Crowdfunding on Multiple Sites Can Hurt Your Campaign

As a founder of a popular crowdfunding site, I frequently get asked by those who submit their projects to us whether we prohibit them from posting to more than one funding platform at a time. While my answer is “no” (we do not have a formal policy against it), I wanted to take a minute to explain why posting to more than one site is not a good idea.

First, the question alone sends the signal to me that the crowdfunder is miscalculating the amount of pre-campaign work and buzz building that is required for success. I am fond of saying that crowdfunding is not a “post it and forget it” proposition. Therefore, the first hurdle would be executing all the preparatory & engagement work required to run a successful campaign – but duplicating that effort for multiple funding platforms.

Additionally, there is:

Confusion for the backers and press

On which site do these folks find your campaign? If one media outlet covers your project promoting it on peerbackers and another journalist touts it on Indiegogo, this can add confusion in the marketplace. Are friends and family being sent to one site, and media outlets to another? Is twitter being used to promote one campaign and Facebook to promote the second? Better to rally all the social media and hard-earned press exposure around one fundraising initiative.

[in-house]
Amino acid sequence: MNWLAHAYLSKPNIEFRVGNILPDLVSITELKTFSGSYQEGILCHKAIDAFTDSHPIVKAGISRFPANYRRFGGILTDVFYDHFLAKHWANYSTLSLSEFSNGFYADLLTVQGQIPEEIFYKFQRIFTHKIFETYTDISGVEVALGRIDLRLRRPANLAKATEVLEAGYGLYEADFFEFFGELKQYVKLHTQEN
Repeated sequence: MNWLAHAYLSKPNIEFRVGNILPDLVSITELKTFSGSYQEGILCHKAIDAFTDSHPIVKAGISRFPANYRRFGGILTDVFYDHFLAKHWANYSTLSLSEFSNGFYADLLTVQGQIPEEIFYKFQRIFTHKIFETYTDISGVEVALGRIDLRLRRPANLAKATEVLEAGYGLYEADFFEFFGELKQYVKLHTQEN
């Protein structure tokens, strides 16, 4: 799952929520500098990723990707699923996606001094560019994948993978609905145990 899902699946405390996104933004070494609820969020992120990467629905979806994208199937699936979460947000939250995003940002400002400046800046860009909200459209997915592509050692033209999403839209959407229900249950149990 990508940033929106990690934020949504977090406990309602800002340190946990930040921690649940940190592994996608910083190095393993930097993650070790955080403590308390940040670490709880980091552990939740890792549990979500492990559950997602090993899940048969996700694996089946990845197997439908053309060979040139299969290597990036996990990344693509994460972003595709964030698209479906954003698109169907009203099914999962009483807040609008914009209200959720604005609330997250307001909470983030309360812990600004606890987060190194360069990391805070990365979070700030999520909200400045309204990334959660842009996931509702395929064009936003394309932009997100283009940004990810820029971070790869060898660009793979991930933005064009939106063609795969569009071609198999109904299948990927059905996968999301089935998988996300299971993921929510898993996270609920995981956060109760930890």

Lost momentum

Backers like to see growing support for a project – they want to see the progress bar move towards fulfilling your financial goal. If a project is posted to more than one site, there is a dilution of campaign momentum as contributors are split amongst multiple platforms. And of course if you are on an “all or nothing” (aka “fixed funding”) site, you risk a bigger chance of not reaching your goal and therefore losing all the funding you do attract.

Too much work

Don’t underestimate the amount of work that goes into promoting, maintaining and updating your campaign while you are fundraising. Refreshing your content, providing updates, adding new videos and perhaps even new rewards, etc., all contribute to a successful raise. Given this, how many sites would you really like to manage on a daily basis?

You’re not missing out

Seldom are there random backers scouring crowdfunding platforms in search of projects to support to which they have no relationship. Yes, strangers can be driven to your project by media & blog exposure, but by posting your project on numerous sites simultaneously, you are not losing support from potential donors that you hope will stumble across your campaign.

So, in summary, we suggest it is better to invest your time preparing, planning for and promoting one robust campaign. Running more than one campaign simply reduces your effectiveness without the benefit of expanding your reach.

If you have specific questions about how to run a successful campaign, or any inquires related to the rapidly growing crowdfunding industry, be sure to submit them below and we will be happy to help!

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